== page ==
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Mare Crisium

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Mare Crisium

Mare Crisium
Mare Crisium
Coordinates
Diameter 555 km (345 mi)[1]
Eponym Sea of Crises

Mare Crisium (the "Sea of Crises") is a lunar mare located in the Moon's Crisium basin, just northeast of Mare Tranquillitatis. The basin is of the Pre-Imbrian period, 4.55 to 3.85 billion years ago.

Contents

  • Characteristics 1
  • Names 2
  • Observation and exploration 3
  • Views 4
  • In popular culture 5
  • References 6
  • External links 7

Characteristics

Mare Crisium is 555 km (345 mi) in diameter,[1] and 176,000 square kilometres (68,000 sq mi) in area. It has a very flat floor, with a ring of wrinkle ridges (dorsa) toward its outer boundaries. These are Dorsa Tetyaev, Dorsum Oppel, Dorsum Termier, and Dorsum Harker. The cape-like feature protruding into the southeast of the mare is Promontorium Agarum. On the western rim of the mare is the palimpsest Yerkes, and Lick to the southeast is similar. The crater Picard is located just to the east of Yerkes, and northwest of Picard are the craters Peirce and Swift. The ray system of the crater Proclus overlie the northwestern mare. Mare Anguis can be seen northeast of Mare Crisium.[2]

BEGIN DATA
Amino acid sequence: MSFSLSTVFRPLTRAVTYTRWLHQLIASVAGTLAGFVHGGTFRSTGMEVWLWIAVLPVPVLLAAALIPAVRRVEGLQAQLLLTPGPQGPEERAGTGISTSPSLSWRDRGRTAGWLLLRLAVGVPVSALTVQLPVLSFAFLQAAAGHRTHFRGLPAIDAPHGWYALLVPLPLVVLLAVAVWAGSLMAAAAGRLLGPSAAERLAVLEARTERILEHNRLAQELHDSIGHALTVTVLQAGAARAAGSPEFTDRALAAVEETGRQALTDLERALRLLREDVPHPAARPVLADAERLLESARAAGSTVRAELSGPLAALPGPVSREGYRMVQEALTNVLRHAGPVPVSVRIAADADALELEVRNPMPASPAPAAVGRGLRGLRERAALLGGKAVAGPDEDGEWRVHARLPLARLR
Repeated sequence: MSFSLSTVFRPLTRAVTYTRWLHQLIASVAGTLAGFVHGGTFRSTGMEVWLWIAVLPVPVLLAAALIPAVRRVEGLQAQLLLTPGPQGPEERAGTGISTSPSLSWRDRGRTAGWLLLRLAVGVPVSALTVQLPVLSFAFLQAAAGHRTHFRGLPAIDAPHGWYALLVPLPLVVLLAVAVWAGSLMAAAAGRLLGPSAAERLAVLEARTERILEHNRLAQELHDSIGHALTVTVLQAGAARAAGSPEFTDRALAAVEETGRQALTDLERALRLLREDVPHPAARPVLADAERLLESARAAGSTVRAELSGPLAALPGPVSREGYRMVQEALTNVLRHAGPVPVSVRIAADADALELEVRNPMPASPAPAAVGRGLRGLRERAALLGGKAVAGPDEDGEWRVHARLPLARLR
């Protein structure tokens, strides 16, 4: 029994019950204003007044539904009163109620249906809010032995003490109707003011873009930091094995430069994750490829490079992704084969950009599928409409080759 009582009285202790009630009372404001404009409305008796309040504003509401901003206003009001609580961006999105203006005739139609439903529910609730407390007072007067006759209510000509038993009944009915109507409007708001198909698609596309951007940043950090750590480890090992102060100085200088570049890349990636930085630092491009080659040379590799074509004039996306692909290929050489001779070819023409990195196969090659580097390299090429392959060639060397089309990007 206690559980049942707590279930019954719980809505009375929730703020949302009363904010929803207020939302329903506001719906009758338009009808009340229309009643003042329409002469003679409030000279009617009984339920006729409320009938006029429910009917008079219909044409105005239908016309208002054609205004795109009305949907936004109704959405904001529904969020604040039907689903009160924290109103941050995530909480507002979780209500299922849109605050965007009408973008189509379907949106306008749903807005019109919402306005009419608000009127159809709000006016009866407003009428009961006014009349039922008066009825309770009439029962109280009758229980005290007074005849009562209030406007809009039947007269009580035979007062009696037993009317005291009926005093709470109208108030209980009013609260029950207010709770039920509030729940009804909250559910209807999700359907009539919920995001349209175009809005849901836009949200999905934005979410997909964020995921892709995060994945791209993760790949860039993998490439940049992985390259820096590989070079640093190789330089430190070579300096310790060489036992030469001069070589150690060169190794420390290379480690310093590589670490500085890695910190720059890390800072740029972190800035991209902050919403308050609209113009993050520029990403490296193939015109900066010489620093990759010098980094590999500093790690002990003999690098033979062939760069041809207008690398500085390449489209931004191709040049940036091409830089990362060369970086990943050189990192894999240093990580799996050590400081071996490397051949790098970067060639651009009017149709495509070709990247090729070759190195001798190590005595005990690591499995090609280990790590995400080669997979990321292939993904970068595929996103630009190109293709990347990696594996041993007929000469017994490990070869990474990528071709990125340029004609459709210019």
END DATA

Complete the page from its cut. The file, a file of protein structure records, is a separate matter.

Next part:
Names

Like most of the other maria on the Moon, Mare Crisium was named by Giovanni Riccioli, whose 1651 nomenclature system has become standardized.[3]

By the 17th century, Mare Crisium had acquired the name 'Caspian Sea', being labelled as such by Thomas Harriot, Pierre Gassendi and Michael Van Langren. Ewen A. Whitaker speculates that it received this name because it occupies roughly the same position on the Moon's face as does the Caspian Sea on Earth, with respect to maps of Europe, North Africa and the Middle East.[4] The English astronomer William Gilbert's map of c.1600 calls it 'Brittania' after Britain.[4]

Observation and exploration

Mare Crisium is just visible from Earth with the naked eye as a small dark spot on the edge of the Moon's face.

It is the site of the crash-landing of Soviet Luna 15 probe in 1969. A soil sample from Mare Crisium was successfully brought to Earth on 22 August 1976 by the Soviet lunar mission Luna 24.

Views

In popular culture

References

  1. ^ a b "Moon Mare/Maria". Gazetteer of Planetary Nomenclature. USGS Astrogeology. Retrieved 2010-08-20. 
  2. ^ "Mare Crisium". lunar.arc.nasa.gov. Retrieved October 18, 2007. 
  3. ^ Ewen A. Whitaker, Mapping and Naming the Moon (Cambridge University Press, 1999), p.61.
  4. ^ a b Ewen A. Whitaker, Mapping and Naming the Moon (Cambridge University Press, 1999), p.7.

External links

  • Mare Crisium at The Moon Wiki
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